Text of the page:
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McGraw-Hill/Irwin 2010 Modified by Jackie Kroening 2011 COMMUNICATION AND HUMAN RELATIONS Chapter 7
McGraw-Hill/Irwin 2010 Modified by Jackie Kroening 2011 COMMUNICATION AND HUMAN RELATIONS ** The main function of communications is to transfer meaning, thoughts, and feeling from internal self to the outside of self.
Parts taken from Human Relations 4ed Communication and Miscommunication Factors of Communication
Parts taken from Human Relations 4ed Listening—and How it Can Fail ** Selective listening Happens when a listener deliberately chooses what he or she wants to hear. The main cause of selective listening is information overload, where a listener is overwhelmed with incoming information and has to decide which information will be processed and remembered.
Parts taken from Human Relations 4ed Listening—and How it Can Fail Tuning out – People refuse to listen to co- workers or others due to prejudice. Prejudice is the unwillingness to listen to members of groups the listener believes are inferior. ** Red flag words - Brings an immediate emotional response (usually negative) from the listener, generally because of strong beliefs on the subject. Active listening – Listening with greater concentration, less tolerance for distractions, and more feedback to the speaker.
Parts taken from Human Relations 4ed The Timing of Messages ** Emotional timing - Refers to the emotional readiness of the listener to hear a message. Situational timing - Refers to the listener’s situation when a message is received. Relevance timing - Communication should fit the other topics being discussed. ** Filtering - Hearing only what one wants to hear. The listener wants something to be true so badly that he or she interprets the message to make it true.
Parts taken from Human Relations 4ed Communicating Without Words Nonverbal Way of communicating without speaking. ** Use of gestures, body language, and facial expressions. Nonverbal signals indicate Degrees of self-confidence Maturity Fear Other key qualities used to judge a person
Parts taken from Human Relations 4ed Nonverbal Communication The eyes: * One of the most important nonverbal cues. Listeners and those of lower rank are expected to give more eye contact.
Parts taken from Human Relations 4ed Nonverbal Communications Communicating Without Words
Parts taken from Human Relations 4ed Functions of Nonverbal Messages Nonverbal messages Reflect the relationship between the speaker and listener. ** Show the speaker’s attitudes and emotions. Clarify messages by providing context, or a point of reference, for communication. Show the intensity, of the speaker’s reactions to the listener. Intensity - The degree to which one shows serious concentration or emotion Signal the self-esteem level in a person.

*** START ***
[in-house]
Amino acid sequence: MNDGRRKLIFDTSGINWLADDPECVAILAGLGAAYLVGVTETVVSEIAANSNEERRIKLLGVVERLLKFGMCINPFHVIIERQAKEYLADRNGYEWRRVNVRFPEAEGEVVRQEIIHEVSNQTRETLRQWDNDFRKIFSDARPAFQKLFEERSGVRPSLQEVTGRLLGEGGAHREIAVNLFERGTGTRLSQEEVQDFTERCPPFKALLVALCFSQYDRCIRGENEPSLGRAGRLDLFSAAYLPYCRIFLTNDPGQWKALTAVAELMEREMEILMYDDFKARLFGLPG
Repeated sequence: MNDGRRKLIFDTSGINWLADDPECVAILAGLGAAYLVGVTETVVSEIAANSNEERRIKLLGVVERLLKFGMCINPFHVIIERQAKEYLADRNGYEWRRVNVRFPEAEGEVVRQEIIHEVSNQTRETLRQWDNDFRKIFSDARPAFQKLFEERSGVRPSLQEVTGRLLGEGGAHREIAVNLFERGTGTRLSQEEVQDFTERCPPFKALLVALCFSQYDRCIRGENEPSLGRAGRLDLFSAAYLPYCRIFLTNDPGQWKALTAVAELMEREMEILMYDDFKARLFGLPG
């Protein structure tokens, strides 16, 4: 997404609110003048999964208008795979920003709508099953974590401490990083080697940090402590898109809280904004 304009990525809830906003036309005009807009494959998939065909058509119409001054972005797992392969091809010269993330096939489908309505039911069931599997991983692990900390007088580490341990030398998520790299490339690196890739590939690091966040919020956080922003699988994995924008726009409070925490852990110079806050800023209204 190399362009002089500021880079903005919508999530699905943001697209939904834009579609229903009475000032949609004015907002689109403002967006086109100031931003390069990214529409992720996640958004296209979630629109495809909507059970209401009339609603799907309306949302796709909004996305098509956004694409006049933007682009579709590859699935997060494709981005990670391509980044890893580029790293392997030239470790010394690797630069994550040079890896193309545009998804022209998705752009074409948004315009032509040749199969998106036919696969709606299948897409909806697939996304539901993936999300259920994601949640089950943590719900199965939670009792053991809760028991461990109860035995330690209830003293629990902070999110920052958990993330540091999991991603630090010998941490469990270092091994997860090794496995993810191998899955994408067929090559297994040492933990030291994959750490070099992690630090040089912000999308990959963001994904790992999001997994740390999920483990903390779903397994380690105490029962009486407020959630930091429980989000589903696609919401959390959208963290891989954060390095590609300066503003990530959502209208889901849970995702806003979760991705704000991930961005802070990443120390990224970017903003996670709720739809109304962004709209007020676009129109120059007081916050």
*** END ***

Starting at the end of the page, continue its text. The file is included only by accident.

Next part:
Parts taken from Human Relations 4ed Gestures and their meanings Illustrators: Used to clarify a point. Regulators : Controls the flow of communication. Displays : Used like nonverbal punctuation marks. Emblems : Used in a specific manner as they have a specific meaning, understood by both the sender and receiver. Distance between speakers - Proxemics or distancing, varies geographically. Functions of Nonverbal Messages
Parts taken from Human Relations 4ed The Zones of Distancing Functions of Nonverbal Messages
Parts taken from Human Relations 4ed Male-Female Communications WARNING: This can be a sensitive subject. A number of generalizations are made. Even though these do not apply to everyone, we must begin somewhere if we are to understand, and hopefully improve, communication between the genders.
Parts taken from Human Relations 4ed Male-Female Communications In general, men live in a hierarchical world of problem solvers. Essentially they are always playing king of the hill.
Parts taken from Human Relations 4ed Male-Female Communications Men tend to look at each encounter to evaluate whether they are up or down a status point. They do not like to be down a point. This explains many of their actions.
Parts taken from Human Relations 4ed Male-Female Communications Men typically do not like to be told what to do, because it means they are down a status point. For the same reason, they do not like to be given advice or to ask for help. However, once rank is established, as in a formal organization, men can accept the differences in status enough so that they can live with the situation.